Dental hard tissues are gaining importance in the identification process as teeth are one of the strongest structures in the body and are not easily decomposed as other body structures even after death. Moreover, most restorative materials used by the dentists for restoring teeth (acrylic 540°C, gold and amalgam 870°C, porcelain 1100°C) are also resistant to postmortem changes and destruction by fire and, therefore, can be used for identification.[2],[8] Thus, the use of dental evidence is becoming the method of choice in establishing the identity of decomposed, burned, traumatized, and skeletonized human remains. The basis for dental identification is the theory that no two human dentitions are same. Kieser-Nelson has assessed this uniqueness of teeth mathematically.[2]

  Dental Identification Procedures Top

A dental record contains information of treatments undergone and dental status of a person during his or her lifetime and thus constitutes the antemortem dental data. It may be obtained from the treating dentists and hospital records. Such records are mainly in the form of radiographs, casts, photographs, and so on. In the comparative type of identification, the forensic odontologist must rely on anatomical structures common between antemortem and postmortem radiographic examinations.[2] It can be assessed based on factors such as teeth present, teeth missing, crown structure, root morphology, pulp anatomy, occlusion, wear and tear of tooth structure, pathology, different treatment procedures, alveolar bone pattern, and spatial relationship between the teeth.[5],[8] Radiographic records provide objective evidence of the dental treatment provided up to the point in time.[9] Bite‑wing radiography is considered as a good candidate for potential victim identification.[10] Digitized techniques also allow a precise analysis of the spatial relations of teeth roots and supporting structures on ante- and postmortem images.[9] Kirchhoff et al. in 2008 conducted a study, focusing on diagnosis accuracy of postmortem CT for identification.[11]

Craniofacial reconstruction is considered when no ante- and postmortem data are available of the unknown person.[2],[8] The progress made in computer science and computer software programs on medical imaging techniques allows the superimposition of known and unknown skull radiographs.[8] There are two means by which oral radiological examination may aid in reconstructive identification. The first is to assess and define the angulation of anterior teeth that have been lost postmortem and the second is to examine reassembled macerated remains prior to facial approximation exercises.[9]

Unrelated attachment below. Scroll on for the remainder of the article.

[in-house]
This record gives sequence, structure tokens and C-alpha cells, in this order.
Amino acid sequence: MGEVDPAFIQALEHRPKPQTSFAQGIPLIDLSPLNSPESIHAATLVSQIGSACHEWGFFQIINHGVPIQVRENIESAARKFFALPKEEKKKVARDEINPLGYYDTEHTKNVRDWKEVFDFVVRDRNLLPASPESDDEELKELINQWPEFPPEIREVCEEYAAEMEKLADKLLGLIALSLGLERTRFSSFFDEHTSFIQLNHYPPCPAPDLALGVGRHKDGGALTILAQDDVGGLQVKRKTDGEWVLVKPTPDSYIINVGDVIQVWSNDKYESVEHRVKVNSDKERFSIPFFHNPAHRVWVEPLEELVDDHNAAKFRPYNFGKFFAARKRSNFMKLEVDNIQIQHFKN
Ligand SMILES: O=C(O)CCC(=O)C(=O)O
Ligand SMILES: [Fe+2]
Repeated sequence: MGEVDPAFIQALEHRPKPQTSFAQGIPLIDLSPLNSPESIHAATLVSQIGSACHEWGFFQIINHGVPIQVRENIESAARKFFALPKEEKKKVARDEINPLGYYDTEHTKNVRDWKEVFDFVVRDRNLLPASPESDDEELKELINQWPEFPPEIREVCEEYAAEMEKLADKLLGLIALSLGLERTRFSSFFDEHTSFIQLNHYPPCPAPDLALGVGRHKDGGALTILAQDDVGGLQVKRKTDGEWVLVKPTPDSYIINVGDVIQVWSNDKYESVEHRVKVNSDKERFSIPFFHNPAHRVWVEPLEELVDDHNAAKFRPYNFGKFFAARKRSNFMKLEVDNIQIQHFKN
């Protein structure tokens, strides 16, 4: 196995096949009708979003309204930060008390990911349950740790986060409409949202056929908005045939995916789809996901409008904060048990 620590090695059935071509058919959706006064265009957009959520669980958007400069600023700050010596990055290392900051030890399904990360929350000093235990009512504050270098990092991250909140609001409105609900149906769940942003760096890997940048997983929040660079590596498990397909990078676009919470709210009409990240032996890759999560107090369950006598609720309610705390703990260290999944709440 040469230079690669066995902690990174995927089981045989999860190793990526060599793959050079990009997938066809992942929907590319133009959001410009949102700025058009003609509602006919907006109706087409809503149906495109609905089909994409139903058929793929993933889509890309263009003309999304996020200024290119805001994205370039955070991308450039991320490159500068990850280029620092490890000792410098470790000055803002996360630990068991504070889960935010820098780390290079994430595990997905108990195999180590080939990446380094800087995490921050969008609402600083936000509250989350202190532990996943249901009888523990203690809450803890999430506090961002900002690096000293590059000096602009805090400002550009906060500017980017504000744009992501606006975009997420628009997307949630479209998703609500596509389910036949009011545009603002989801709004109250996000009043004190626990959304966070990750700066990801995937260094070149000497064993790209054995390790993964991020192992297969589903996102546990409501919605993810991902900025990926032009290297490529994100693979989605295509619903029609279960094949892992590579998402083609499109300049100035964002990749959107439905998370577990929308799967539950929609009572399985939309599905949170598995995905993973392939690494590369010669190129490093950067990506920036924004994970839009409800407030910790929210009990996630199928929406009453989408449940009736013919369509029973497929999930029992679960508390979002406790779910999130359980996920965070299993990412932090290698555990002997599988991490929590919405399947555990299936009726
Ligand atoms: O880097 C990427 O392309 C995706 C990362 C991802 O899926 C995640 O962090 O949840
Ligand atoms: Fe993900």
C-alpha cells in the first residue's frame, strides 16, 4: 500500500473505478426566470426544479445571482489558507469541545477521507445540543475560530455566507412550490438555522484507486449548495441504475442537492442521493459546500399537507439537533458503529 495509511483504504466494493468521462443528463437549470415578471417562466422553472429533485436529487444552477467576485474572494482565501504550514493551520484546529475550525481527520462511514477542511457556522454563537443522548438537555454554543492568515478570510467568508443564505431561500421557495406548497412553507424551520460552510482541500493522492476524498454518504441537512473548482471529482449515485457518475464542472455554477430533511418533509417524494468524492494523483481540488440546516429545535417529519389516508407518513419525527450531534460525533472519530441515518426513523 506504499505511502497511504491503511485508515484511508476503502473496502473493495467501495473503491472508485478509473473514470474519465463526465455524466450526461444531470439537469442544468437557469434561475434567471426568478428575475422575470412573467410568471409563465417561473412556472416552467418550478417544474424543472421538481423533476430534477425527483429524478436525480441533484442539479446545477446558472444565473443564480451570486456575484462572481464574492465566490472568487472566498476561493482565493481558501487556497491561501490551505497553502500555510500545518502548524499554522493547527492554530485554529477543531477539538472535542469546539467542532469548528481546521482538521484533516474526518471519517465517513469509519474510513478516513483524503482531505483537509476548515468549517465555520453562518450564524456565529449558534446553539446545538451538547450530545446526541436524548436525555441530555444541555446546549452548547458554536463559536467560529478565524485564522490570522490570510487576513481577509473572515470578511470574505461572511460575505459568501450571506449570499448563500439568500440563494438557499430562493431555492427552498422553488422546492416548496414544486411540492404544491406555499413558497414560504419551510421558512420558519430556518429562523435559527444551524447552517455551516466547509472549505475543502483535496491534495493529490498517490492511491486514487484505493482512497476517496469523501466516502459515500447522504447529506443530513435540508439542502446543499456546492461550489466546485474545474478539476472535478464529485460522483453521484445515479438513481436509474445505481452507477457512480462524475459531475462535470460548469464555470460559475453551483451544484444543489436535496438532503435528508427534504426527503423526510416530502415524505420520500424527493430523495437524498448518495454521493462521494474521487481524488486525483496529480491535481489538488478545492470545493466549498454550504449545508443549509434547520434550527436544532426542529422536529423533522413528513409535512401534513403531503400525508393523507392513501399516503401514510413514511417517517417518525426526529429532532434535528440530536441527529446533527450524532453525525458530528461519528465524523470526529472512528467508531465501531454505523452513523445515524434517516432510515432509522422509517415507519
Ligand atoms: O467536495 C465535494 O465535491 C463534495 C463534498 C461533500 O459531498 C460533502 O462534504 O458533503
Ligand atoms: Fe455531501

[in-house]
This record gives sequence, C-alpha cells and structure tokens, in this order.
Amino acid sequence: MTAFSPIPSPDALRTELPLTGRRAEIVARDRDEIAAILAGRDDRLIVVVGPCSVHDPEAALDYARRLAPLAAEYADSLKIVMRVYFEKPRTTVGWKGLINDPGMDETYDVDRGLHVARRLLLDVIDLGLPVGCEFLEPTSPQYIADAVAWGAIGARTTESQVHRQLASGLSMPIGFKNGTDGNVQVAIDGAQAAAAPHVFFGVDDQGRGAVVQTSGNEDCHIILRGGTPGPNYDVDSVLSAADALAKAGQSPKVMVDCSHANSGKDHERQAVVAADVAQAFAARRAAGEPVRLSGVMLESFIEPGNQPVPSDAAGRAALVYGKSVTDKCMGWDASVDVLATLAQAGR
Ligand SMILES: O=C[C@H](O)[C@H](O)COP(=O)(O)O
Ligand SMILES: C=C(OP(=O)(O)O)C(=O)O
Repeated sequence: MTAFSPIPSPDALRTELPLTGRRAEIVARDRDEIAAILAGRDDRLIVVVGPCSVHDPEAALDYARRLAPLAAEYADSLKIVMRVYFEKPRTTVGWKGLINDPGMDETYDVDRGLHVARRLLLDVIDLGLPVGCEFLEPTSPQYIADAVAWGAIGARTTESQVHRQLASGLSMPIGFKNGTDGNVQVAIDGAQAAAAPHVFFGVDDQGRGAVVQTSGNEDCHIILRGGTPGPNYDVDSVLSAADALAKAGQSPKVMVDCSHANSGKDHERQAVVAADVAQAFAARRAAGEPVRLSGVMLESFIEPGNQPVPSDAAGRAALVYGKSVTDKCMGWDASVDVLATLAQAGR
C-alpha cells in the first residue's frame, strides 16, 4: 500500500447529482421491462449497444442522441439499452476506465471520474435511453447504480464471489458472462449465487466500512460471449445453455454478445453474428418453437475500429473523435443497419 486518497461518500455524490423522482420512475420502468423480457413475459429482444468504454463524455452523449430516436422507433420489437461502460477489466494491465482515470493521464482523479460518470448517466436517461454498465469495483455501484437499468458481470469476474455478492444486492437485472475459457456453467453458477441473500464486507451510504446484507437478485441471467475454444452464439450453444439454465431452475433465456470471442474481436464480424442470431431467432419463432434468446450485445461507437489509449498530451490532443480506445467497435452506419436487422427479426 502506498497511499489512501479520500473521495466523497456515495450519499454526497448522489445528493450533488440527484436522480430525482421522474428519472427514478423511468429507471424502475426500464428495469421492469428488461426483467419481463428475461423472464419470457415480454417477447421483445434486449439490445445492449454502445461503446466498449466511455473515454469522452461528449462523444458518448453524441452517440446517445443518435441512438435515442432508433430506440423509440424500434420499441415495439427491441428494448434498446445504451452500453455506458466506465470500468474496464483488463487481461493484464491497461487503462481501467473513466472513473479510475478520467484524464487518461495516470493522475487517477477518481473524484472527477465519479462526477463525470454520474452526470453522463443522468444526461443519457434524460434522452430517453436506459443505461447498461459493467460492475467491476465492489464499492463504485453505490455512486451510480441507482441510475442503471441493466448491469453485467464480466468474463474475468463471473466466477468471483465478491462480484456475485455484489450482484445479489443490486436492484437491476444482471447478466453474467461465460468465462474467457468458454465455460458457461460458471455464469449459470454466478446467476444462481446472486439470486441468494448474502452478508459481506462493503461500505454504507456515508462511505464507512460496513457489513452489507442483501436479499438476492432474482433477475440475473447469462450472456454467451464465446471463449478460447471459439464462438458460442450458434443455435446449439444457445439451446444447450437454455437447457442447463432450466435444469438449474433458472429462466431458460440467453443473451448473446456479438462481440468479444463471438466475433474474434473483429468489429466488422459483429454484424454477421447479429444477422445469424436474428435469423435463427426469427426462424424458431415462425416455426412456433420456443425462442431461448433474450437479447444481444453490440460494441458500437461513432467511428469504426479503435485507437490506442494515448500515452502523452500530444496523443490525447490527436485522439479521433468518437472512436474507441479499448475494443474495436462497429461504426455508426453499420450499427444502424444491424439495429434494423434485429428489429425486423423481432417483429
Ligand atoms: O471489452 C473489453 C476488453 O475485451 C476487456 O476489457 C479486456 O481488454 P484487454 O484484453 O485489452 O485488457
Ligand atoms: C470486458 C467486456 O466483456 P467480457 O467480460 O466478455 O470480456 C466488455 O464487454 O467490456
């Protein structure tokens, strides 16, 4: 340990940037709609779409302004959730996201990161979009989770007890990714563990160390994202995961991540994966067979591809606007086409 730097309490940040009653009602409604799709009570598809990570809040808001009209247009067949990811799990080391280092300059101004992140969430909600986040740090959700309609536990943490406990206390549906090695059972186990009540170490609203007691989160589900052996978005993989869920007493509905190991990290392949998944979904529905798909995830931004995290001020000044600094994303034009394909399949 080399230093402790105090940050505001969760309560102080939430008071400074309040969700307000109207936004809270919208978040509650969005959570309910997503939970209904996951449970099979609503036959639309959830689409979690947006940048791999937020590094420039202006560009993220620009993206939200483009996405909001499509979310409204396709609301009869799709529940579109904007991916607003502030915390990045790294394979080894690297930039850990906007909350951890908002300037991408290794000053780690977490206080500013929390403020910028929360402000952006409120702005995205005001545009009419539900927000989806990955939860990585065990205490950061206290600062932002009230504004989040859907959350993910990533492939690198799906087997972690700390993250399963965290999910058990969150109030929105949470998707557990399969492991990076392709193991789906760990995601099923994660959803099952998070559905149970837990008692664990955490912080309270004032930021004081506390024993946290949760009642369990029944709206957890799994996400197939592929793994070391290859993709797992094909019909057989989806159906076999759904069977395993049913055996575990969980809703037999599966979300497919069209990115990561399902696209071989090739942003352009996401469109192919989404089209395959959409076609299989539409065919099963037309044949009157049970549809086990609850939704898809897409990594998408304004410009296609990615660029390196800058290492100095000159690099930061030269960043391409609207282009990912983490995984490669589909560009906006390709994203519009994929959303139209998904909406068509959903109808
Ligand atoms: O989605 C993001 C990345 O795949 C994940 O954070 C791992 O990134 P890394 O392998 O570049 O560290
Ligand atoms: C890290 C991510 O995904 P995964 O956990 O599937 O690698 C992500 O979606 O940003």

Identification in Disasters Top

Forensic dentists are usually a part of a forensic identification team in cases of disasters. According to Clark,[12] almost 50% of identification is from dental evidence. He further states that dental examination is usually done after photography, fingerprinting, and medical autopsy. A portable dental radiography apparatus should be installed at a convenient area within the temporary mortuary, taking all precautions against the risk of radiation hazards. The postmortem unit is responsible for processing the radiographs and may also need photographs of the teeth.[2]

  Gender Determination Top

Gender determination is one of the prime factors employed to determine the biological profile of unidentified human remains. The skeletal features of the craniofacial complex exhibit a wide range of dimorphic features that helps to determine the sex of the individual.[13] The anatomical structures such as the mandibular ramus, orbit, nasal aperture, and frontal sinus, which are distinctly visible in the radiographs, are deemed trustworthy in sex prediction. Gerder can be determine in various radiographs like cephlograms, paronamic view, occlusal view, posterio/anterior view and so on. CT and cone beam CT are also used nowadays for gender determination. A study conducted by Ghosh et al. in 2009 found that females have a significantly higher value of gonial angle than their male counterpart.[5] Bhuyan et al. in 2018 conducted a study by using panoramic radiograph as a forensic aid in age and gender estimation.[14]

  Age Estimation Top

Estimating age is the most important prerequisite for identification of the dead. In forensic odontology, it is required in cases where the age of the person has to be proved in legal cases. Dental age estimation is considered to be the most reliable mean of the age estimation as it is not much affected by environmental factors.[15] Until now, a multiplicity of methods has been used to estimate age based on dental tissue and tooth morphology. Radiographic age estimation using teeth relies on developmental stages of teeth. Age estimation in children and adolescents is based on appearance of tooth germs, mineralization, degree of crown completion, time of eruption of the tooth in the oral cavity, root completion of erupted or unerupted teeth, degree of resorption of deciduous teeth, and measurement of open apices in teeth. In adults, age-related traits such as attrition, development of third molar, and secondary dentin formation help in the determination of age.[1],[8] The age of the individual, including prenatal, neonatal, and postnatal life can be assessed using dental radiographs.[1],[16]

  Crime Investigation Top